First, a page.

APCC Chair gives evidence before Home Affairs Select Committee


APCC Chair Donna Jones appeared before the Home Affairs Select Committee this week (Wednesday 8 November) where she gave evidence on the positive impact PCCs have made since their introduction in 2012. The hearing formed part of the Committee’s inquiry to examine the impact that Police and Crime Commissioners have had in the first decade since their establishment. It looked at how effective they have been at holding their local force and chief officers to account, and whether they have provided the democratic accountability they are meant to deliver.

Donna appeared alongside Councillor Sue Woolley, Conservative Lead Member for the Safer and Stronger Communities Board at Local Government Association and Dr Rick Muir, Director at the Police Foundation, to answer questions on what has worked well since the introduction of PCCs and how the role has evolved. Prior to Donna’s session, the Committee heard from NPCC Chair, Gavin Stephens, and former HM Chief Inspector of Constabulary, Sir Thomas Winsor, who spoke about the positive, respectful relationships PCCs have developed with chief constables, as well as the importance of accountability in policing.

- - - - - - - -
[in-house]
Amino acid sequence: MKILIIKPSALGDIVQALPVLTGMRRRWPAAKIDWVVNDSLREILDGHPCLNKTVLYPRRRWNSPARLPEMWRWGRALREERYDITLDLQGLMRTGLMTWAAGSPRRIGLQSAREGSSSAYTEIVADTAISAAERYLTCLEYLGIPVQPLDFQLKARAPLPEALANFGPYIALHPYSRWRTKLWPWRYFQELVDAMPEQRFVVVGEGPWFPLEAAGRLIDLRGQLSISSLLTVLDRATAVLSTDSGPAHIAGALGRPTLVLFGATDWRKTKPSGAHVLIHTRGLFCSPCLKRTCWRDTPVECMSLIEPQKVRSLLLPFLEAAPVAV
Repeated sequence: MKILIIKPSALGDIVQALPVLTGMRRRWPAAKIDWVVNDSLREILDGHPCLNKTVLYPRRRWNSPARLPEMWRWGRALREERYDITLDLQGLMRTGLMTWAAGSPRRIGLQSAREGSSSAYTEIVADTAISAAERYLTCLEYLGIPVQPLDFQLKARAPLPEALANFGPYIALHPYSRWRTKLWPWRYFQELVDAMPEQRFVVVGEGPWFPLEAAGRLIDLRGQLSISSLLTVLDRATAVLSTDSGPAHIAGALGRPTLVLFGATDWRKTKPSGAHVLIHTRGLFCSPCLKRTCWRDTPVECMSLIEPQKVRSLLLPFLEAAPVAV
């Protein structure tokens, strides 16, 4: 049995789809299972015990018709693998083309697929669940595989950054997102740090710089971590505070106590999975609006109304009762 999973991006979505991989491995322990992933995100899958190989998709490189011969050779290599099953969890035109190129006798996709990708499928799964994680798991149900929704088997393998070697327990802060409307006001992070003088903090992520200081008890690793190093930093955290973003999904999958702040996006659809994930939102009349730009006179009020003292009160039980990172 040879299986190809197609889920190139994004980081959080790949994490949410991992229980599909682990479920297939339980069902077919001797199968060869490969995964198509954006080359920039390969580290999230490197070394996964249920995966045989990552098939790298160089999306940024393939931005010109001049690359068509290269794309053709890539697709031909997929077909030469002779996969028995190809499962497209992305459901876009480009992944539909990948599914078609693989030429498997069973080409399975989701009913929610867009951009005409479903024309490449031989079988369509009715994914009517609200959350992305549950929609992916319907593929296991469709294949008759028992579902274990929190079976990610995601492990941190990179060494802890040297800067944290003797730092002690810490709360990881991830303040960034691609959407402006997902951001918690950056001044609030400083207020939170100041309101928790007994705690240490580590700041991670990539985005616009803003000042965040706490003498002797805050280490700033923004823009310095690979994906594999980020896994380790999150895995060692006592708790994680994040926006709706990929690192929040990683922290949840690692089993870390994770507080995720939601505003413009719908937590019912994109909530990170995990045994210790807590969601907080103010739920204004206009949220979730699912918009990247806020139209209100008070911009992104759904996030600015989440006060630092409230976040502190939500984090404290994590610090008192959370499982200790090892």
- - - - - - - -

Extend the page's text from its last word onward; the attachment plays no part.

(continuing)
Donna, who is also Police and Crime Commissioner for Hampshire and the Isle of Wight, said: “PCCs are the voice of the people, democratically elected to meet the needs of the communities they serve. They are elected to hold Chief Constables and their forces to account, ensuring the police remain answerable to the people they serve.

“PCCs commission victims’ services and have played a leading role in tackling violence against women and girls (VAWG), influencing national reform on the investigation of VAWG crimes and investing in local initiatives, behaviour change campaigns and vital support services to reduce risk.

“By listening to residents and understanding their communities, they have driven forward important work to tackle the public’s top priorities, funding early intervention and prevention programmes that tackle the root causes of crime and divert young people away from crime and anti-social behaviour while also reducing demand on the police.

“The role has evolved considerably over the past 11 years with PCCs now taking on a wider remit within the criminal justice system. PCCs now chair their local Criminal Justice Boards and preside over the implementation of the Serious Violence Duty and new Victims’ Code. As local leaders, they bring criminal justice partners together to deliver multiagency solutions to reduce crime and reoffending and to improve the delivery of services so that the needs of victims of crime remain at the heart of the criminal justice system.

“PCCs have a vital role to play in improving public confidence and trust in policing and the justice system. This is a critical area of future work and with increased responsibilities and powers, PCCs will continue to deliver meaningful change.”



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